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How to rake leaves?

How to rake leaves?

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Why rake leaves?

Some leaves left on a garden won't harm it but thick layers of leaves should be raked up A few leaves left on a lawn or plant bed should not cause any problems. In shaded areas, under trees and bushes, some fallen leaves can be gathered and left. However, if there is an excess of leaves, or you want to keep your garden clear, you might need to rake the leaves.
Some people prefer to turn dead leaves to mulch rather than rake them up. Leaf and lawn rakes are designed to rake leaves. Dead leaves covering grass and border plants for prolonged periods might kill them by starving them of air, nutrients, and light. Dying leaves can also encourage problems such as fungal diseases. Wet leaves on pathways, and even roads, can be very slippery. Raking leaves can be physically demanding, but it’s a common and inexpensive way to clear gardens.

For more information see: Are there any alternatives to a rake for gathering leaves? and Raking leaves vs. mulching leaves.

When is the best time to rake leaves?

Rake leaves with a leaf or lawn rake when its autumn You should start raking the leaves when the grass has stopped growing; when the grass is dormant, being buried under lots of leaves can start to kill it.
Raking leaves when it's windy is not a good idea, try to rake leaves when the day is fairly calm It’s best to rake leaves when it’s dry. Wet leaves will be much heavier than dry leaves, and the weight could damage some rakes’ tines. Wet leaves take up more room in bags or bins, and can be slippery if they are stood on. However, wet leaves are less likely to blow away as you rake them. If there is wind, work with it, not against it.
 Wonkee Donkee Says "Also, work downhill: leaves are light but will still move with gravity."

Before you start

Making one large pile of raked leaves may not be practical, making smaller piles you can move to a large pile might be more efficient! Decide where you want to move the leaves to. You might want to dispose of them with other garden rubbish or turn them into compost. Whatever you want to do with them you’ll need to decide the best way of getting them there. Making small piles and then moving them to a bigger pile will usually be easier than creating just one large pile.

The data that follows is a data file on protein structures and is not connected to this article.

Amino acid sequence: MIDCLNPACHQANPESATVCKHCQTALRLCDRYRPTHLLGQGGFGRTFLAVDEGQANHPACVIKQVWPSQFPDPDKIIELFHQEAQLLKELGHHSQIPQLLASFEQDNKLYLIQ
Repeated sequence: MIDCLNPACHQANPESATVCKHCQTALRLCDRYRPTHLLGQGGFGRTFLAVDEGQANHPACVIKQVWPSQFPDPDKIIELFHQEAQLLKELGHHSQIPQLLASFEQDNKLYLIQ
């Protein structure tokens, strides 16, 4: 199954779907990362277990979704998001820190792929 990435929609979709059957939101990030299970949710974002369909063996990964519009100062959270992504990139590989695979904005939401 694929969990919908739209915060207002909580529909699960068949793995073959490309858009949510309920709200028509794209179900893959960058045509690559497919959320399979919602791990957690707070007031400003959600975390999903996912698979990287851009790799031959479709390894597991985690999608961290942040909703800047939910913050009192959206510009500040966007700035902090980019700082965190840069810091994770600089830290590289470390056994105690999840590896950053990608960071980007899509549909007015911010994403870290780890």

raking leaves onto a plastic sheep or tarpaulin make them easier to transport Large sheets of plastic or tarpaulin can be used to transport large piles of leaves. Rake the leaves onto the sheet and use that to pull them to your final destination. Otherwise taking a bin or bin bag to the piles of leaves may be easier than trying to take the leaves to the bin. This is particularly true if your rake can be used to scoop the leaves, as well as gather them.

For more information on scooping leaf rakes see: What is a leaf rake?

Gathering leaves

When raking leaves in autumn try to find a comfortable position to hold the rake in

Step 1 – Stand comfortably

Hold the rake with one hand near the top of the handle and the other a little way down. Stand with one foot in front of the other and try to keep your back as straight as possible. Alternate between hands every now and then, this should help to prevent you straining overworked muscles.

Rake autumn leaves with a lawn rake or leaf rake with springy tines

Step 2 – Sweep leaves

Pull materials towards you from in front or from the side. When taking each sweep with the rake, it is more efficient to make them fairly small. Larger sweeps will be more strenuous and will often collect less leaves. Try to get all the tines to touch the ground to collect as much as possible with each stroke.

Sweep leaves with a rake to gather them into a pile

Step 3 – Move as you rake

You can reduce back strain by moving your feet and legs as you rake, move in the direction you are raking the leaves. Don’t rake the ground too forcefully as fresh plants can easily be pulled out of the ground with some rakes, or you could damage the rake’s tines.

Raking leaves is a typical autumn job. Use a leaf rake or lawn rake to gather leaves

Step 4 – Pile leaves

Push the leaves into a pile. To dispose of dead leaves you can gather them into garden waste bins or use them on compost heaps.

 Wonkee Donkee says "Leaves change colour in autumn as  their chlorophyll levels drop, due to less  sunlight. Chlorophyll is green and hides other  coloured pigments, like reds and oranges,  which show once the chlorophyll has gone."

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